I often look at it as I pass along the Prom. It’s on the ground floor of Alexandra Hall, one of student halls, on the far end of North Beach. A large, spacious room, it has one yellow wall where the rest are white. There are chairs, a couple of tables and a monitor on the wall. The lights are almost always on but I have never seen anyone in there. I love the space of it but perhaps it is cold, too cavernous for the students to want to inhabit it. Or perhaps it is locked, preserved, kept pristine as a teaching or seminar room.
A wet morning, and windy. I walked without the comfort of painkillers. I don’t know why I resist taking them. I am an ascetic, a puritan. I try to manage without too many crutches but my back was rigid without them. Unbending and resistant. But I walked anyway. The man in the black and red sleeping bag was there again. My biscuits had gone. I hope he ate and enjoyed them.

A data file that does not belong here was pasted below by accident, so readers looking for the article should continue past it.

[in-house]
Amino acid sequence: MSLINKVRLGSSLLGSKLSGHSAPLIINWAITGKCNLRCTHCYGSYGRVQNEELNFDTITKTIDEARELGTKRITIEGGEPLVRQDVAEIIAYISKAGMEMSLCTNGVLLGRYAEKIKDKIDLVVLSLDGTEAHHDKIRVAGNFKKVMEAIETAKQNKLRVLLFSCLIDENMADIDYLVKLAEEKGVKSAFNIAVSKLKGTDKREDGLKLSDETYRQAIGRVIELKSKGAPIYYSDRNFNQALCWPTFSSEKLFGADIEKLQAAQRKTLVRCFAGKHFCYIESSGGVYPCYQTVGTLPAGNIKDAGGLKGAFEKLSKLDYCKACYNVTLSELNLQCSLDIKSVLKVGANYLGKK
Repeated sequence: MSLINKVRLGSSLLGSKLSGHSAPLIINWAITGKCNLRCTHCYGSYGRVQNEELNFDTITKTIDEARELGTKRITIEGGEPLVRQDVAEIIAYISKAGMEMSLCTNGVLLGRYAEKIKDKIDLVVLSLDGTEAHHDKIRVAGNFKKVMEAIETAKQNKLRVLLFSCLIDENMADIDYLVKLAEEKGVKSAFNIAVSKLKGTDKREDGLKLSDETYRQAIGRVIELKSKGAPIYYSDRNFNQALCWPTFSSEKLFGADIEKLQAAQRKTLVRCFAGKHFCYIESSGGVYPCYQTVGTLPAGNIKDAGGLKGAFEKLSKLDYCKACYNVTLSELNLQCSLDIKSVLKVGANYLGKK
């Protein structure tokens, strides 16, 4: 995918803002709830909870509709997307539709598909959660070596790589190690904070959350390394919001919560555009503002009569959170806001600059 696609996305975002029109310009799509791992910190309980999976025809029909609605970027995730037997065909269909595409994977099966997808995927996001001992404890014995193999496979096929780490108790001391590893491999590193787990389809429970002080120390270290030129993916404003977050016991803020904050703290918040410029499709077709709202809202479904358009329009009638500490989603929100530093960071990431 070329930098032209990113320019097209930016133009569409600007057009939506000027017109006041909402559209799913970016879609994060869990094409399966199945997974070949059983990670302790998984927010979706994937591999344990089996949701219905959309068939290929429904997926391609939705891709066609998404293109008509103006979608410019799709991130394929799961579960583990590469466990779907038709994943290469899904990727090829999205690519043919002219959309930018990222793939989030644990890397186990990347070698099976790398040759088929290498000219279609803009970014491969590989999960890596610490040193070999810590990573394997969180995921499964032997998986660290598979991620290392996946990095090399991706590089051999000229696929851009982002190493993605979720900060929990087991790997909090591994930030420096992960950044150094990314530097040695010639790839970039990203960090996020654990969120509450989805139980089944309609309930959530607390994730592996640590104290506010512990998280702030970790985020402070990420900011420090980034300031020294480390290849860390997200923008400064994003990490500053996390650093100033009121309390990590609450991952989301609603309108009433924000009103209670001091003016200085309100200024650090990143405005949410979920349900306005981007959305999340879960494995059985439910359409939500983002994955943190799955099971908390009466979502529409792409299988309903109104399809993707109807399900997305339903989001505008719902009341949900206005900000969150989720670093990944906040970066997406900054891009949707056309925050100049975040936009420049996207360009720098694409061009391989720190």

I kept it simple yesterday, I sewed and listened to stories. You’ll have to ring me if I have any appointments, he said. Can’t I just show how to use your alarm on your phone? No, he said. I want to be free of responsibility for him just for a week. And say so. And immediately feel mean. I rely on you, he says. I know, I say, I know. I can’t just step out of it. I need to see this through. He wobbles in the afternoon these days. The details make him fretful. We will deal with them, I say, all too aware of what I am promising.
I think it’s the anticipation of our session on Tuesday, for I find myself examining my gloom intensely. I want to please her, to show that it has been useful, but for the meantime I am still tunnelled in.
Another funny man on the radio , not dead, but alive, though his immortality has been threatened. The beauty of his modesty, his wish to sit and stare was moving.
Lend me the grace to accept what is, and to be present in all life’s colours ever curious.